A. Ryan Deutsch: We do as a matter of fact. The critical issue in and around consumer magazine—and I will use subscription magazines as an example—is that we have to figure out the monetization value of the program. My experience with magazines subscriptions is to determine the value of each new customer. If it's a significant number we've had some great experience with publishing. We've also worked with some publishers where the value of the subscription is very, very low so the ability to market and to try and drive new acquisitions is limited from a budget perspective. If the value of each additional subscriber is calculated and communicated in the right way we've found some very interesting things. I'll tell you why specifically: There's a lot of content. Magazines, especially consumer-driven magazines in publishing, have a lot of opportunity to drive a lot of content. You can do anything from polls to surveys to quizzes, and it can be a lot of fun for the consumer to share. If the program is run right we've had some good experiences.
Q. Did Mint.com simply launch a site survey to ask who among their users would be interested in sharing their Mint experience? If not, how did they find out?
A. Ryan Deutsch: The survey actually went out via email (i.e. an email-based survey) that they communicated to their clients. They run a very successful email program. Their frequency is really solid so they have the ability and flexibility to send out surveys to their engaged customers at the appropriate frequency. So it was an email-based survey that drove those results.
A. Kerry Morris: And of course there is another way you can go about this as Ryan alluded to. We are doing some exploring around analytical solutions where you can model and score to predict those people who might be most likely to refer. There's a lot of great ways you can get at the referral behavior.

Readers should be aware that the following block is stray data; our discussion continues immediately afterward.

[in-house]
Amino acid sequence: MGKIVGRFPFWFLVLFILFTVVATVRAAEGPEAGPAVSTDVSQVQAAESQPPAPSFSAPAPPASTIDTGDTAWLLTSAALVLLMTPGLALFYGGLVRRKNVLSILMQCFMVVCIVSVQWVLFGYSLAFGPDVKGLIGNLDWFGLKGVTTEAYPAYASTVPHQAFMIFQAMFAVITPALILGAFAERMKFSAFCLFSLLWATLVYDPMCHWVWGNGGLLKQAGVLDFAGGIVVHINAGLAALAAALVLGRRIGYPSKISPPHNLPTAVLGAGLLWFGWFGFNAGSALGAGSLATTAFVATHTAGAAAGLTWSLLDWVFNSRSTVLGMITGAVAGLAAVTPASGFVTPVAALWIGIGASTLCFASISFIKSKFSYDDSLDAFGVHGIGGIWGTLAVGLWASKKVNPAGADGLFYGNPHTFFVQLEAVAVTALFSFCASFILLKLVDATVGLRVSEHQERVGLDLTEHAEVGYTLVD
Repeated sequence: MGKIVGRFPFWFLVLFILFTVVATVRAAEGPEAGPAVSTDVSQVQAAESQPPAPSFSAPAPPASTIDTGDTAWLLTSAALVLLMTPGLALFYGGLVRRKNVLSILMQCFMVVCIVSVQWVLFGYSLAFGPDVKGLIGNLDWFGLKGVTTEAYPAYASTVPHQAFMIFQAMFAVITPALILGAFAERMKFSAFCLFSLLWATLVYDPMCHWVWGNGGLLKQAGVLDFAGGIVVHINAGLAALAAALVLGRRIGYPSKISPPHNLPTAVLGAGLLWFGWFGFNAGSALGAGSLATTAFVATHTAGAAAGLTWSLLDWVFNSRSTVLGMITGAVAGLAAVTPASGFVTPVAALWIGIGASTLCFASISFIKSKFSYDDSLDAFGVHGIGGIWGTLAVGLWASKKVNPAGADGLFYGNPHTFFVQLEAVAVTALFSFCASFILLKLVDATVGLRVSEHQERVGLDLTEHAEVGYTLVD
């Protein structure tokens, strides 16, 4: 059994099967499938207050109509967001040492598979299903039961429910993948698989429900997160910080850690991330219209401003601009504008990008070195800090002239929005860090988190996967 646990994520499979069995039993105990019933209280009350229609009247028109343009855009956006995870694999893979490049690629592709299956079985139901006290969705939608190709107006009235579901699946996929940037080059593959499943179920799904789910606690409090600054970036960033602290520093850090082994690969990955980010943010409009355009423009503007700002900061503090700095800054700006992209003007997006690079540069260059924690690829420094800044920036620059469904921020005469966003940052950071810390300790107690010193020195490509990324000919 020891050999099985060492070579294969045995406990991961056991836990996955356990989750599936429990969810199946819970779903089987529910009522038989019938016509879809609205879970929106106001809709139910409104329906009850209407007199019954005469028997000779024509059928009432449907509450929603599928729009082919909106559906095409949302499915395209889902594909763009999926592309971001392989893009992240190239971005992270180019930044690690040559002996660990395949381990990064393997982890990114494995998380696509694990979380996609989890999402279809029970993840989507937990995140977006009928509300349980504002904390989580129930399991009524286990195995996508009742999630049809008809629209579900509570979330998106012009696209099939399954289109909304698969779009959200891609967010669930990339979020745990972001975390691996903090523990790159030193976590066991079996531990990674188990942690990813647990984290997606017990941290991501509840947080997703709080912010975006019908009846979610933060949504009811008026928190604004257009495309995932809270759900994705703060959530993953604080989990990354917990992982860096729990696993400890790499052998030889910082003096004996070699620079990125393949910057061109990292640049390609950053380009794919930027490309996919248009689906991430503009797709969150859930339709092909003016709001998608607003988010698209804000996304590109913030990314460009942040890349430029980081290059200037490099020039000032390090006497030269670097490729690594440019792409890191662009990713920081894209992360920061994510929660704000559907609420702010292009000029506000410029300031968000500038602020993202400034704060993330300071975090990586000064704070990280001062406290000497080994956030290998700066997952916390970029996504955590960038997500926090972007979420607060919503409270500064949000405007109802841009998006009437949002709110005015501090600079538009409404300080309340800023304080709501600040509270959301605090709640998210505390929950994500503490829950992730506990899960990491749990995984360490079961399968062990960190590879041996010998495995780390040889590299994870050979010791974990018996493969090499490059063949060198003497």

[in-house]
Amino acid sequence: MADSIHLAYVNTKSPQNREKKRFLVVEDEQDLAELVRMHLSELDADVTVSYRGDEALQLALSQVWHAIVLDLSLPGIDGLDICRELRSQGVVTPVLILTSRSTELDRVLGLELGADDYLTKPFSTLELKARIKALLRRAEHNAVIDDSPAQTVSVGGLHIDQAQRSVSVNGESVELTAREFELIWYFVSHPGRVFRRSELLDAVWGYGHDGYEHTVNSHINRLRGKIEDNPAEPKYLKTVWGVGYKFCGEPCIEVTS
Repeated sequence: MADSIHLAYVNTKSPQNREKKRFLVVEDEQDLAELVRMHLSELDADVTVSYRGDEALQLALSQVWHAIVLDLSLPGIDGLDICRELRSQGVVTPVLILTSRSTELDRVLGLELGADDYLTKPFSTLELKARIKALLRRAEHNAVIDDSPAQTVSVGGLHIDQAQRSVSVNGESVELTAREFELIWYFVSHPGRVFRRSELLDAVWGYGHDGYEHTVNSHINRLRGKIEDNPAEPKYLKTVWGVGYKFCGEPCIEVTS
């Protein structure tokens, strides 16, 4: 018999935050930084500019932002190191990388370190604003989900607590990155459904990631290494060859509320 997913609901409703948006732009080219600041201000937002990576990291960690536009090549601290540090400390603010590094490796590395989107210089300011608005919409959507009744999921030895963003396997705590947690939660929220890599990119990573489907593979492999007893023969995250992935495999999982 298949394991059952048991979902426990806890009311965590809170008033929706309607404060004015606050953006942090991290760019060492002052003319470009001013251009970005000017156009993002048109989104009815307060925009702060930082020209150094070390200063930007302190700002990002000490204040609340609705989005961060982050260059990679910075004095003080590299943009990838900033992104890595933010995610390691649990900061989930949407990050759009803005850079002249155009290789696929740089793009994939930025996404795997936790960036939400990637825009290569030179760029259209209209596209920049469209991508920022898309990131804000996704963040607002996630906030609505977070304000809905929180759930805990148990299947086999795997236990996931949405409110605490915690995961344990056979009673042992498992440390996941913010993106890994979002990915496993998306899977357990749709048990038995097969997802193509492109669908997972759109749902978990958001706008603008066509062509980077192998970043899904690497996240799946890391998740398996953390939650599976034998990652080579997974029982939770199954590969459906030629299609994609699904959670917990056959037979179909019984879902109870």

A. Ryan Deutsch. That is a great point. One of the cool things that Equifax is doing is the constant look-alikes. Once you launch one of these Influencer referral programs and you see certain members of your customer database sharing, you start to ask “Who else fits that model? Who else has a propensity to share?” and try to drive that model. A lot of this is done in the innovative way you launch campaigns, especially in a viral program that is ongoing way and allows you to get that learning and data.
Q. What is the difference between StrongMail Social Influencer and Equifax Social Influencer?
A. Ryan Deutsch: StrongMail's Influencer product is a solution that StrongMail offers the market. It's without data. StrongMail is not a data company and we don’t provide sophisticated data enhancement, targeting, and other types of insight information to our customer base. What we did when we created Equifax Social Influencer is that we really created an integrated product around the front-end targeting and then the backend execution and deployment. So the technology I showed you that Mint.com and Zecco are using is the same technology that StrongMail Social Influencer has but what's missing is the difference between the offerings such as the data element and the front-end work that goes with the program. So with our partners whenever we have the data element that we go after, we always tell the story the same way: target and motivate. It never changes. We ended up working with Equifax on a number of opportunities where they originated with StrongMail Influencer but we bring in the data and brought in the application.
Q. What software or customer demographic data is Equifax adding?
A. Kerry Morris: If you think about it, there are four types of data that we typically bring with these campaigns. One is basic demographics such as, age and marital status for example. A big one is financial status: Things around credit usage; income; do you have money to spend; is your household under some kind of financial stress. Also what is the financial dynamics of your household? That is the second one. The third group is around purchases and lifestyles. That involves what you buy and what your hobbies and interests are. The fourth one is life events: Recent change(s) in your life such as a change of a job, a new job, or a new child. I'll add a fifth as well which is focused around CRM data. We'll have clients who'll take our data and bring it together with their CRM data, such as what their customers are purchasing and their history, and we put some analytics together.